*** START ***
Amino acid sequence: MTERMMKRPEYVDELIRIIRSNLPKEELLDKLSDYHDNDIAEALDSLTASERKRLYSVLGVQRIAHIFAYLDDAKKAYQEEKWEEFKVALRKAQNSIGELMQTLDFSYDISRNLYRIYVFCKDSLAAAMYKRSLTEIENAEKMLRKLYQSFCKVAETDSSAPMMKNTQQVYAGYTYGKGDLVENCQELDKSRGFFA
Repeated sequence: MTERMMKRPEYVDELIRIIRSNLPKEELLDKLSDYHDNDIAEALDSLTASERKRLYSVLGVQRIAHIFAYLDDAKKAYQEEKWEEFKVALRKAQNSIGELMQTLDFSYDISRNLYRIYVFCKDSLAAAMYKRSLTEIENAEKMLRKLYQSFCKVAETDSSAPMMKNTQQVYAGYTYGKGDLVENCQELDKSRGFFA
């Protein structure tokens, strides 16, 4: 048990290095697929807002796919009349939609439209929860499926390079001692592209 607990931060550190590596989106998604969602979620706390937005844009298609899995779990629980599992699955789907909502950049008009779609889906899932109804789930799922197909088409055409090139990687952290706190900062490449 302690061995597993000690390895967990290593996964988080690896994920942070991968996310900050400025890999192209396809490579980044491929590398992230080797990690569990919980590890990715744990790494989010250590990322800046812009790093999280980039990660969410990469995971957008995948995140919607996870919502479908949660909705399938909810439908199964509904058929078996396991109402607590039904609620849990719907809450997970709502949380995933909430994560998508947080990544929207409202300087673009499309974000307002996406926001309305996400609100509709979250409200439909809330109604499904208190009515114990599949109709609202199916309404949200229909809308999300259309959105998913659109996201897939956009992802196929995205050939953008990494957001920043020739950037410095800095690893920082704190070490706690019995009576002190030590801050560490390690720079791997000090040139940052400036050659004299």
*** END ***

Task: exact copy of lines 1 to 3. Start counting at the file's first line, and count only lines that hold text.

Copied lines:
Amino acid sequence: MTERMMKRPEYVDELIRIIRSNLPKEELLDKLSDYHDNDIAEALDSLTASERKRLYSVLGVQRIAHIFAYLDDAKKAYQEEKWEEFKVALRKAQNSIGELMQTLDFSYDISRNLYRIYVFCKDSLAAAMYKRSLTEIENAEKMLRKLYQSFCKVAETDSSAPMMKNTQQVYAGYTYGKGDLVENCQELDKSRGFFA
Repeated sequence: MTERMMKRPEYVDELIRIIRSNLPKEELLDKLSDYHDNDIAEALDSLTASERKRLYSVLGVQRIAHIFAYLDDAKKAYQEEKWEEFKVALRKAQNSIGELMQTLDFSYDISRNLYRIYVFCKDSLAAAMYKRSLTEIENAEKMLRKLYQSFCKVAETDSSAPMMKNTQQVYAGYTYGKGDLVENCQELDKSRGFFA
């Protein structure tokens, strides 16, 4: 048990290095697929807002796919009349939609439209929860499926390079001692592209 607990931060550190590596989106998604969602979620706390937005844009298609899995779990629980599992699955789907909502950049008009779609889906899932109804789930799922197909088409055409090139990687952290706190900062490449 302690061995597993000690390895967990290593996964988080690896994920942070991968996310900050400025890999192209396809490579980044491929590398992230080797990690569990919980590890990715744990790494989010250590990322800046812009790093999280980039990660969410990469995971957008995948995140919607996870919502479908949660909705399938909810439908199964509904058929078996396991109402607590039904609620849990719907809450997970709502949380995933909430994560998508947080990544929207409202300087673009499309974000307002996406926001309305996400609100509709979250409200439909809330109604499904208190009515114990599949109709609202199916309404949200229909809308999300259309959105998913659109996201897939956009992802196929995205050939953008990494957001920043020739950037410095800095690893920082704190070490706690019995009576002190030590801050560490390690720079791997000090040139940052400036050659004299």